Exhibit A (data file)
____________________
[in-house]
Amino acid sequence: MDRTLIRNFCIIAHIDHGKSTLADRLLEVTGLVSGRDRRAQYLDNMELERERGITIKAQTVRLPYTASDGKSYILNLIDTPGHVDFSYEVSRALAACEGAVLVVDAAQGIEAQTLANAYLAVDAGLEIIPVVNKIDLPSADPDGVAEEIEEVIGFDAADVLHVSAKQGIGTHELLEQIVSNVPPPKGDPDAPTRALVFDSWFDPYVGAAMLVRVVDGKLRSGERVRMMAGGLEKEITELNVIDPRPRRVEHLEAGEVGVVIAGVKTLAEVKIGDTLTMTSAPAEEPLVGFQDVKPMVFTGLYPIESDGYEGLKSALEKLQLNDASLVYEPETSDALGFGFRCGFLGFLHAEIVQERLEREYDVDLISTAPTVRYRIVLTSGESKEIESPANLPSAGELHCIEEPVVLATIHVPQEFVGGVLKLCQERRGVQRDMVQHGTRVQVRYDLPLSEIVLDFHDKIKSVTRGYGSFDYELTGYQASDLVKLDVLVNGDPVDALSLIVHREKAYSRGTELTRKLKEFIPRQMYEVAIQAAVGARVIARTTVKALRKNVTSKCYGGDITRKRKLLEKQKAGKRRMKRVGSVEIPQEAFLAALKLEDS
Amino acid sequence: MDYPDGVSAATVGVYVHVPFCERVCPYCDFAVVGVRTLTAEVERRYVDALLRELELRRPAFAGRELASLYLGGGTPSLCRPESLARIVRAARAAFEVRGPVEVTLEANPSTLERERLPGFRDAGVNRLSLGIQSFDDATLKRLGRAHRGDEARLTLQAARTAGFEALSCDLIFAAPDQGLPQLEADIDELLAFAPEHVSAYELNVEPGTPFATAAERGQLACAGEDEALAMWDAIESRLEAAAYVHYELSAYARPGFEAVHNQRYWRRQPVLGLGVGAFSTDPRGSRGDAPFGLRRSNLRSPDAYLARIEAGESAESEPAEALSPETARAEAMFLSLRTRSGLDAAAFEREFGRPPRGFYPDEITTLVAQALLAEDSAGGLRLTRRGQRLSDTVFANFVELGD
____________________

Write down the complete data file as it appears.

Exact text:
[in-house]
Amino acid sequence: MDRTLIRNFCIIAHIDHGKSTLADRLLEVTGLVSGRDRRAQYLDNMELERERGITIKAQTVRLPYTASDGKSYILNLIDTPGHVDFSYEVSRALAACEGAVLVVDAAQGIEAQTLANAYLAVDAGLEIIPVVNKIDLPSADPDGVAEEIEEVIGFDAADVLHVSAKQGIGTHELLEQIVSNVPPPKGDPDAPTRALVFDSWFDPYVGAAMLVRVVDGKLRSGERVRMMAGGLEKEITELNVIDPRPRRVEHLEAGEVGVVIAGVKTLAEVKIGDTLTMTSAPAEEPLVGFQDVKPMVFTGLYPIESDGYEGLKSALEKLQLNDASLVYEPETSDALGFGFRCGFLGFLHAEIVQERLEREYDVDLISTAPTVRYRIVLTSGESKEIESPANLPSAGELHCIEEPVVLATIHVPQEFVGGVLKLCQERRGVQRDMVQHGTRVQVRYDLPLSEIVLDFHDKIKSVTRGYGSFDYELTGYQASDLVKLDVLVNGDPVDALSLIVHREKAYSRGTELTRKLKEFIPRQMYEVAIQAAVGARVIARTTVKALRKNVTSKCYGGDITRKRKLLEKQKAGKRRMKRVGSVEIPQEAFLAALKLEDS
Amino acid sequence: MDYPDGVSAATVGVYVHVPFCERVCPYCDFAVVGVRTLTAEVERRYVDALLRELELRRPAFAGRELASLYLGGGTPSLCRPESLARIVRAARAAFEVRGPVEVTLEANPSTLERERLPGFRDAGVNRLSLGIQSFDDATLKRLGRAHRGDEARLTLQAARTAGFEALSCDLIFAAPDQGLPQLEADIDELLAFAPEHVSAYELNVEPGTPFATAAERGQLACAGEDEALAMWDAIESRLEAAAYVHYELSAYARPGFEAVHNQRYWRRQPVLGLGVGAFSTDPRGSRGDAPFGLRRSNLRSPDAYLARIEAGESAESEPAEALSPETARAEAMFLSLRTRSGLDAAAFEREFGRPPRGFYPDEITTLVAQALLAEDSAGGLRLTRRGQRLSDTVFANFVELGD